A small feature that tickled us is the inclusion of a foil blanket pre-packed in the tool compartment — a nod to the Crossmax’s big-mountain aspirations
The first thing that caught our eye on the Mavic was its clean lines. With streamlined, but generously-sized, side pockets and one large rear panel, it really appealed to the minimalists among us.
It also contained one of our favourite types of tool compartment — large, full of useful dividers and, with a zip around three sides and one that flipped fully flat when opened. This allowed instant access to every tool, without digging around, and also created a platform to display small parts and spares, while performing repairs.
When weighed down with the full 25 litres of kit, the wide shoulder straps and waist belt proved very supportive, and with its wide profile, the pack had plenty of contact area to aid stability when riding technical trails or pushing down steep descents. This was further aided by four effective compression straps.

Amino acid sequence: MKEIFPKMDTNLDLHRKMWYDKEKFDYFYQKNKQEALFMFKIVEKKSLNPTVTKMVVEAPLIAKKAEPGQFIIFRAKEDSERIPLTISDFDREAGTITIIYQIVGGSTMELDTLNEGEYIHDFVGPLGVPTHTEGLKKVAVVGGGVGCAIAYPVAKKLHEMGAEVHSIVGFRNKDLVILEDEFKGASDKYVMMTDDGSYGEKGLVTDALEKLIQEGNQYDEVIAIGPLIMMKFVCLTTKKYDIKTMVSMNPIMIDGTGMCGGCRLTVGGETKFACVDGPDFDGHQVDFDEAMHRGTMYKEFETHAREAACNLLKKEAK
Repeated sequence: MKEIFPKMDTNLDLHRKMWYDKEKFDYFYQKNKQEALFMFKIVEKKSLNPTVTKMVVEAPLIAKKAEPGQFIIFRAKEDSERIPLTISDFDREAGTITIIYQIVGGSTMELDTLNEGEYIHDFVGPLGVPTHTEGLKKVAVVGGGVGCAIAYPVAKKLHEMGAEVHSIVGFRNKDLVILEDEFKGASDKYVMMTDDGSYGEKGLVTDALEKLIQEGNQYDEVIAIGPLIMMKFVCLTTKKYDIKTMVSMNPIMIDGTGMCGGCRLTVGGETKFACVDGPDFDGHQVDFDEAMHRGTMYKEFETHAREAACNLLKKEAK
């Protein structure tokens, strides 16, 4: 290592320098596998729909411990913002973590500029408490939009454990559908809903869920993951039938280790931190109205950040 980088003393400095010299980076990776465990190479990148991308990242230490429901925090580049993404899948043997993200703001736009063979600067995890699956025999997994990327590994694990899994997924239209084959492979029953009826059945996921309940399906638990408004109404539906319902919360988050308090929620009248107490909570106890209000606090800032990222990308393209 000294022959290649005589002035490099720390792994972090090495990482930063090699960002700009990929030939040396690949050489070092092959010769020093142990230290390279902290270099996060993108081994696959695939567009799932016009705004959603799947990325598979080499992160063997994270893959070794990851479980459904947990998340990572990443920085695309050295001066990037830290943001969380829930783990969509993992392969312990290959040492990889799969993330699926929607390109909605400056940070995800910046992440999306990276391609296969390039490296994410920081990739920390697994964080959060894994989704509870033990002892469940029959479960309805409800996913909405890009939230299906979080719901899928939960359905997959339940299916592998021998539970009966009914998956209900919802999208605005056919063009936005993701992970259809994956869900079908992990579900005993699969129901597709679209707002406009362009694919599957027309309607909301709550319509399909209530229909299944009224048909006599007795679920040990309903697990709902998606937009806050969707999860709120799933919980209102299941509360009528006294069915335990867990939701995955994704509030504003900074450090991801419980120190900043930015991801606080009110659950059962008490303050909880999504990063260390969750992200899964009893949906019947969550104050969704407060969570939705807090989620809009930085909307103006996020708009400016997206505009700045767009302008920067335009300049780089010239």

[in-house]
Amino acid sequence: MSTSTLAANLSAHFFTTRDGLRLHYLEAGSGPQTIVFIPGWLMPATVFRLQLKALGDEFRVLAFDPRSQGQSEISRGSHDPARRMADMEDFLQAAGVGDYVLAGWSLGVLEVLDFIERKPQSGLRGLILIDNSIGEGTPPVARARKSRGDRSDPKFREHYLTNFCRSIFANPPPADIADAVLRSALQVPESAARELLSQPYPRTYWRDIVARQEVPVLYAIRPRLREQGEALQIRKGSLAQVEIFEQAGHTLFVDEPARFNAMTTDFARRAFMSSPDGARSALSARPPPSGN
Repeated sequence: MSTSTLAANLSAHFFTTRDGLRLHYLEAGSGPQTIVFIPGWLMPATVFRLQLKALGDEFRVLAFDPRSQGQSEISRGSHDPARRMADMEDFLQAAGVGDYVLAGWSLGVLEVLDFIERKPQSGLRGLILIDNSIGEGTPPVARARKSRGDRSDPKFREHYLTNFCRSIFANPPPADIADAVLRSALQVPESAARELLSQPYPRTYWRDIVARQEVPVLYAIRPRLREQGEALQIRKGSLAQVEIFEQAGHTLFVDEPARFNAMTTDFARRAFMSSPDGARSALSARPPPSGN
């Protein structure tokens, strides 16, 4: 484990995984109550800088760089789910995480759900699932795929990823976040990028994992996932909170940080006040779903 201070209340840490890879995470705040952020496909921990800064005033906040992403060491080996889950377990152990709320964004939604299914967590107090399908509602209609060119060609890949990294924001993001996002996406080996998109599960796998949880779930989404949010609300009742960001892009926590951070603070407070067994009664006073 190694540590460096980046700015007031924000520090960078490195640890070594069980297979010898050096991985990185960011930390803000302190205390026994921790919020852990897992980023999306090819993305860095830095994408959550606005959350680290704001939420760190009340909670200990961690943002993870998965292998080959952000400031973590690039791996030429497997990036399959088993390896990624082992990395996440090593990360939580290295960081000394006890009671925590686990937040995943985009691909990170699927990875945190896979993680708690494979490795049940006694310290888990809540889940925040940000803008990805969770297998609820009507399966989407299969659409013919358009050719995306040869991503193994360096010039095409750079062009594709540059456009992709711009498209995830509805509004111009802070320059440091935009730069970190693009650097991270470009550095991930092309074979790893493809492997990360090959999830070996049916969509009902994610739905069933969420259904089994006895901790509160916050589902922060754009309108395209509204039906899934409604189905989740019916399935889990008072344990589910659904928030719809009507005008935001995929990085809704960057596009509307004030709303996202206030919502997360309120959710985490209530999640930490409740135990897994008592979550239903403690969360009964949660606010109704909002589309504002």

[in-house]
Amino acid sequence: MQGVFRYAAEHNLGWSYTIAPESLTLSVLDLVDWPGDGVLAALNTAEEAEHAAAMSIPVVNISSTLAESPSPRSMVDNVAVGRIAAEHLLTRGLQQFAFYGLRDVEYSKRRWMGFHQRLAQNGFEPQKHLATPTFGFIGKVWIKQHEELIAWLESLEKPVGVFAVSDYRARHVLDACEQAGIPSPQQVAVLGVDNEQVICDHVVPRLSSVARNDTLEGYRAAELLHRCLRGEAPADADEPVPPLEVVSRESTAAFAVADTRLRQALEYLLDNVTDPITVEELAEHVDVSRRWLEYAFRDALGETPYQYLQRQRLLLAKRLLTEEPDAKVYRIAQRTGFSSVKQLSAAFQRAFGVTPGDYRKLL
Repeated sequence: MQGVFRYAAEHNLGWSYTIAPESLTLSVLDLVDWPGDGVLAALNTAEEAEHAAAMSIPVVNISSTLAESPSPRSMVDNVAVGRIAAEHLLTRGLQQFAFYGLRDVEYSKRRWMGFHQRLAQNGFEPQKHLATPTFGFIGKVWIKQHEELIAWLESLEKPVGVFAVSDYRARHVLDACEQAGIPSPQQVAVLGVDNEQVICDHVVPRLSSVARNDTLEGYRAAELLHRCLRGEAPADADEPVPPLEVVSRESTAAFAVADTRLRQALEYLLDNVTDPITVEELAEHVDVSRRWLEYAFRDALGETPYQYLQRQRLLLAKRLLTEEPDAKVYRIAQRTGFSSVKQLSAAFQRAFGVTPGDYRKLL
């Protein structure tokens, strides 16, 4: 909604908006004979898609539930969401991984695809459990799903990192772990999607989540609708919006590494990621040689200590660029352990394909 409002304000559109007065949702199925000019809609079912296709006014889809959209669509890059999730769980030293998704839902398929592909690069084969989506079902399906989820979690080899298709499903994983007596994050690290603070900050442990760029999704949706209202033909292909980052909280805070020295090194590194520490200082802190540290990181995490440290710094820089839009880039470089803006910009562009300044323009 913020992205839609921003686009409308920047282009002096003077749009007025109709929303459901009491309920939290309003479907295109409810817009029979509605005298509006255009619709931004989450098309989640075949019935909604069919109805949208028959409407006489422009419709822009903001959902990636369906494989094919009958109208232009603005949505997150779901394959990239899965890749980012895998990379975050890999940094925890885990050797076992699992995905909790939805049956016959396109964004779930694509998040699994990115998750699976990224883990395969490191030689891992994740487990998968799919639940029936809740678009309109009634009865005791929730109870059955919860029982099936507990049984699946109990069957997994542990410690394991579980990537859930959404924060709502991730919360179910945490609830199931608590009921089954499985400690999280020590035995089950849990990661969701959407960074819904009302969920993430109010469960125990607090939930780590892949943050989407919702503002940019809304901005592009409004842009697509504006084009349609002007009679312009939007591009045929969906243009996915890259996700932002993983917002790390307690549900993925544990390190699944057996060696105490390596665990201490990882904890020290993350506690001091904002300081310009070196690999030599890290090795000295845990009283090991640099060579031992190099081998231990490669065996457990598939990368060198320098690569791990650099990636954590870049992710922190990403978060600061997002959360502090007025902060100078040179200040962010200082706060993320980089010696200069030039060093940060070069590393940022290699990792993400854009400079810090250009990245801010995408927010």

With a zipped pocket on each shoulder strap and both sides of the waist belt, we were never short of a place for snacks and other essentials.
The rest of the pack’s volume is covered by one large compartment — great for taking just about anything we cared to throw in. A small feature that tickled us is the inclusion of a foil blanket pre-packed in the tool compartment — a nod to the Crossmax’s big-mountain aspirations.